Thursday, 13 December 2012 11:38
Even though it's part of nature, watching deer struggle through deep snow — trying to find something to eat — can be tough to watch.
Don't feed deer in the winter. Feeding deer can actually harm the animals.
Photo by Lynn Chamberlain
As snow starts to fall in Utah, however, Division of Wildlife Resources biologists are issuing a plea: Don't feed the deer.
In some cases, feeding deer can actually hurt the deer a lot more than it helps them. Biologists give the following reasons why feeding deer is a bad idea:
Biologists are watching
As they do every winter, DWR biologists are monitoring deer closely. In addition to keeping any eye on the condition the deer are in, biologists are monitoring four things:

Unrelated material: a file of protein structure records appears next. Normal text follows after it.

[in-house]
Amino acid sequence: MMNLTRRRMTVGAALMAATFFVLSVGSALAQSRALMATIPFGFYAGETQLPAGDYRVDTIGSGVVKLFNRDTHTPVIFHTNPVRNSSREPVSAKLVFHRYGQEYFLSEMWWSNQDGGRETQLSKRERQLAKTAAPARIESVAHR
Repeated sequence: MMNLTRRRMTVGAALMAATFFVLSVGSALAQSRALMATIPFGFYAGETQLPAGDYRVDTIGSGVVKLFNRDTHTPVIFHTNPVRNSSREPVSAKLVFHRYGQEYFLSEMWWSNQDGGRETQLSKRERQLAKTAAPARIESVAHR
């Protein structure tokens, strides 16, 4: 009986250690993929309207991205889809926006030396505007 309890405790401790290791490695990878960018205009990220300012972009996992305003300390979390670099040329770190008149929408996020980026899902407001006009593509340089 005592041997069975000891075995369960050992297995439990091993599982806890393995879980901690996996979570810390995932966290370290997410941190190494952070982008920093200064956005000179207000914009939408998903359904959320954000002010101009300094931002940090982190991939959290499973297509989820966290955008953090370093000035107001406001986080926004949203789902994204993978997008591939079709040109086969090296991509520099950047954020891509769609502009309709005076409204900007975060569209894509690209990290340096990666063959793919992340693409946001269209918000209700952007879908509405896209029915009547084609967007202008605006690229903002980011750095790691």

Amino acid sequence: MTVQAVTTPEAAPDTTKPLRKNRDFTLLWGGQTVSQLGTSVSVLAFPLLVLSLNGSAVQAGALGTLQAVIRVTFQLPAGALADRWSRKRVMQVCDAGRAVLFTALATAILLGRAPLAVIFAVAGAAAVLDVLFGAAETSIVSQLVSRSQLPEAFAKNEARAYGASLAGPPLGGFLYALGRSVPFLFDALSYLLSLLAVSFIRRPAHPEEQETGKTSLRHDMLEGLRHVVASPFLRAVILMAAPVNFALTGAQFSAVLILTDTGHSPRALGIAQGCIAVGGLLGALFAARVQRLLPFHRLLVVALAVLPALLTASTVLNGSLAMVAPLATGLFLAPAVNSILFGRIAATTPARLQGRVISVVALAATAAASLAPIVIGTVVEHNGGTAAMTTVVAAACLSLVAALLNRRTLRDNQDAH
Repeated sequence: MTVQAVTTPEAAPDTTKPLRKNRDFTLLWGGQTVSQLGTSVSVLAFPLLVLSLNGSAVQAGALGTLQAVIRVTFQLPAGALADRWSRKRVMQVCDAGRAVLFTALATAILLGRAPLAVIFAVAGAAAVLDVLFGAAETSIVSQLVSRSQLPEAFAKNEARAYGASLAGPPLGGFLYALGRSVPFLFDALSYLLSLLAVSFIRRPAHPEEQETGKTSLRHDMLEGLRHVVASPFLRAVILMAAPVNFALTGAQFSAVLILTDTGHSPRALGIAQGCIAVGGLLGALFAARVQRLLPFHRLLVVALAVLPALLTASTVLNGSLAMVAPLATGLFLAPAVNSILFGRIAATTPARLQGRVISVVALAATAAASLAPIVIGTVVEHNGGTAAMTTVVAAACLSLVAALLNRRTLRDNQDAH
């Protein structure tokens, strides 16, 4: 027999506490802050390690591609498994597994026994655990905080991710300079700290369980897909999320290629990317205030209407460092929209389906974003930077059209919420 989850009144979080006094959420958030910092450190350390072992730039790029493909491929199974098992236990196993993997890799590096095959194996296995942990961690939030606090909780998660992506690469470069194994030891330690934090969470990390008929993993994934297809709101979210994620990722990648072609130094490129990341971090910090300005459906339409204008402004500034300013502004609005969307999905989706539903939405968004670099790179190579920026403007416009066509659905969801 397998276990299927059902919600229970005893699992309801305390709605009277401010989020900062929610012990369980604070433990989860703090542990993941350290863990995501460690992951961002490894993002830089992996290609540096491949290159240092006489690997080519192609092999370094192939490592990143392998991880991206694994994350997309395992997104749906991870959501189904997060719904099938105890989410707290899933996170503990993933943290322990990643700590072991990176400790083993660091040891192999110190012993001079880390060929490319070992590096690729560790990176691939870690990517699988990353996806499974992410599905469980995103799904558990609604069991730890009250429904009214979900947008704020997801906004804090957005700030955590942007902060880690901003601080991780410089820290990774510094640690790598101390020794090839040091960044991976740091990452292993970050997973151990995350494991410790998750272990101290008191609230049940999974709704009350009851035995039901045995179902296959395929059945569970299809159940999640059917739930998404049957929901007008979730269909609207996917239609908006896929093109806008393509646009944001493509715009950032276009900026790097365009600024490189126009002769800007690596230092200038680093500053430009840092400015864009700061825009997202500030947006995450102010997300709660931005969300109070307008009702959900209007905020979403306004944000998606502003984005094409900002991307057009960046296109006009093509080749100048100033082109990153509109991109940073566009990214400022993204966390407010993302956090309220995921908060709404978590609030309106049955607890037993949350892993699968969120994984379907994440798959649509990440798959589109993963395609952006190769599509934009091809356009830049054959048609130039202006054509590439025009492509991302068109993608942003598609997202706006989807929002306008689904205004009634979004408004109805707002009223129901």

If three or more of the five factors reach a critical point, biologists will consider feeding deer specially designed pellets. The pellets are formulated to fit the complex digestive system mule deer have and to give them extra energy, which is something deer that are struggling to find food can really use.
DWR biologists will monitor the conditions and the deer herds through the winter. If the deer need to be fed, biologists will make sure the feeding is done in the right way, at the right time and with food that is best for the deer.
More information about why deer shouldn't be fed is available online.
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